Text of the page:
Alice is a high impact operator in the international development and feminist policy space. She is often the carefully considered conscience of the groups she works with and has made an impression on the careers of a number of staff at the Lab. As one of the conveners of the Australian Feminist Foreign Policy Coalition, Alice is a focused professional and is driving big change.
Treating Australia as a fortress fails our partners in the Indo-Pacific region. And failing our partners risks failing the moral and strategic interests of Australia.
A fortress is preoccupied by external threats and blinded to slow-burn sources of insecurity like political polarisation, climate change and inequality that exist closer to home. As we sat in our ivory towers gazing towards Washington and London fearing the worst of China, we diminished our own ability to shape our environment with a suite of sophisticated soft power assets.
Luckily, 'Fortress Australia' thinking is beginning to strain. Partly because COVID-19 crossed our borders. Partly because the latest generation of foreign policy analysts have started thinking about security in an interdisciplinary way. And partly because the new Government has indicated a shift in mood.
But as the fortress folds, the enormous challenge of carving out a fresh path for Australia’s foreign policy comes to the fore. The challenge has been described as ‘drinking from a fire hose’. War in Ukraine risks global rules-based order; China persists; and poverty challenges of health, education and livelihoods are increasingly fused with growing threats (think economic coercion, cyber-attacks and extreme weather events).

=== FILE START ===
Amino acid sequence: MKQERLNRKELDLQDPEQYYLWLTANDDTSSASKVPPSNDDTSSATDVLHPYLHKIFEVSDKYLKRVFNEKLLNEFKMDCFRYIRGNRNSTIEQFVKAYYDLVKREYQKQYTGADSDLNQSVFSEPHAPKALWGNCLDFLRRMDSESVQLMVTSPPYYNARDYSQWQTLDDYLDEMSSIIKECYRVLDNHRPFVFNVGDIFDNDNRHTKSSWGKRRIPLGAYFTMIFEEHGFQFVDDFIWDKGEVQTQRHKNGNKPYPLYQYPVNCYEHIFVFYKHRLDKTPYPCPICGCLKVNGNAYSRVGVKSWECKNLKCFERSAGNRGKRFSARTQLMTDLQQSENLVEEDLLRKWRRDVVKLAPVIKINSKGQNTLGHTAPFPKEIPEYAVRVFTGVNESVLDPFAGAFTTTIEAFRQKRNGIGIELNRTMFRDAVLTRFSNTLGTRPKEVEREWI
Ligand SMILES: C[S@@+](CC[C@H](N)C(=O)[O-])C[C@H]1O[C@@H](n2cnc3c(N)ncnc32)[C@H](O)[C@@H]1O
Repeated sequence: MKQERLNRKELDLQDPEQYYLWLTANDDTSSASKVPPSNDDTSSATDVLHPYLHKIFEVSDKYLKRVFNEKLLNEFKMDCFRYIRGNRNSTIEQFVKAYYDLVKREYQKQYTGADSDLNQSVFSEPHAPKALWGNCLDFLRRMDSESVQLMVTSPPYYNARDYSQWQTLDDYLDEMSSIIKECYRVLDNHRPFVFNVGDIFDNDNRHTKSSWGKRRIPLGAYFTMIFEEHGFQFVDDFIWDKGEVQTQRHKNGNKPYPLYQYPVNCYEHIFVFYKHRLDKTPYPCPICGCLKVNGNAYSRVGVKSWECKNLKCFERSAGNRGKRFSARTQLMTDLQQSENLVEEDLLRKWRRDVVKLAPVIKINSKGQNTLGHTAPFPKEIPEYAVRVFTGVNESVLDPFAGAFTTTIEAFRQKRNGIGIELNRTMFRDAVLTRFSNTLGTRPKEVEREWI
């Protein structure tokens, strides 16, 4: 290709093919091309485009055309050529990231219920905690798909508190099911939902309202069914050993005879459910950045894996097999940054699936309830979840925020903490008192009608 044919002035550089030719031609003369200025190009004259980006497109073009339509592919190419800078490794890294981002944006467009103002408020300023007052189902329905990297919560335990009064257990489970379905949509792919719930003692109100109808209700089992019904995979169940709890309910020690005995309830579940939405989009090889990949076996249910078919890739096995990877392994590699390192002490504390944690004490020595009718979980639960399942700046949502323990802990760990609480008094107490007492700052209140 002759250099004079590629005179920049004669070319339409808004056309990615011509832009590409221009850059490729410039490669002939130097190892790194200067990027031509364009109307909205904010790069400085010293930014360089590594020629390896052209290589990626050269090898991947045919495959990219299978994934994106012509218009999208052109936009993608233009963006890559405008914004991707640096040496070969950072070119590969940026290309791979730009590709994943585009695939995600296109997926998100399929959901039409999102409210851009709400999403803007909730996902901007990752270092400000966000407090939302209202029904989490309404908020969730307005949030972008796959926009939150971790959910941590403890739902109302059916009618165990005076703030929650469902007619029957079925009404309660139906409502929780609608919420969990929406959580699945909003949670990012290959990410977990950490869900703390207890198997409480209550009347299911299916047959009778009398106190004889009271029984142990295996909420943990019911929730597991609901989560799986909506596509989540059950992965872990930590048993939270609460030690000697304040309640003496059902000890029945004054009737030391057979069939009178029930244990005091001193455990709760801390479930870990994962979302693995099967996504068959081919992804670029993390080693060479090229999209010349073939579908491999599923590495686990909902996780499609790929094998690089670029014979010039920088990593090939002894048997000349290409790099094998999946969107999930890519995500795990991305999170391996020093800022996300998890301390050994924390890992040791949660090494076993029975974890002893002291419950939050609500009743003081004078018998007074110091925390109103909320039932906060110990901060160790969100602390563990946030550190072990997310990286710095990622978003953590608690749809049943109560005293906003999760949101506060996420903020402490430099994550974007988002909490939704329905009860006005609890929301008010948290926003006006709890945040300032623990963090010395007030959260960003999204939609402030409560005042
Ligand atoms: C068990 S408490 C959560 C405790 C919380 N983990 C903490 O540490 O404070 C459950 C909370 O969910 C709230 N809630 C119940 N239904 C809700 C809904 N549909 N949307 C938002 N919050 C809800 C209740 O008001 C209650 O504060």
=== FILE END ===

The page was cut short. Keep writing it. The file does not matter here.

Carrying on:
For Australia to effectively overcome a fortress mindset with our Indo-Pacific partners, three things are essential. First, the ‘we listen!’ rhetoric of the Government should be backed by genuine action that meets long-term developmental aspirations of regional leaders. Second, we need a holistic threat assessment of insecurity drivers in the region, beyond China. And third, we must prepare for a future of non-traditional challenges that sit at the intersection of society, technology, security, economics, and environment. One way is to establish an expert open-source forecasting capability to combine thinkers and practitioners that currently work in silos. The new concepts, tools, and capabilities from this will position Australia with two feet firmly planted on the ground – not in an imaginary fortress.
Bridi is the founder and CEO of the Lab, currently working from Washington DC as a Fulbright Visiting Fellow at the Centre for Strategic International Studies. The team at the Lab love Bridi’s commitment to creating a space to explore pathways to development that is locally-led, geo-strategically attuned and which represents the best Australia has to offer. She’s known by her peers for expertly gathering different perspectives on issues and working in collaboration to tackle development challenges that lie ahead.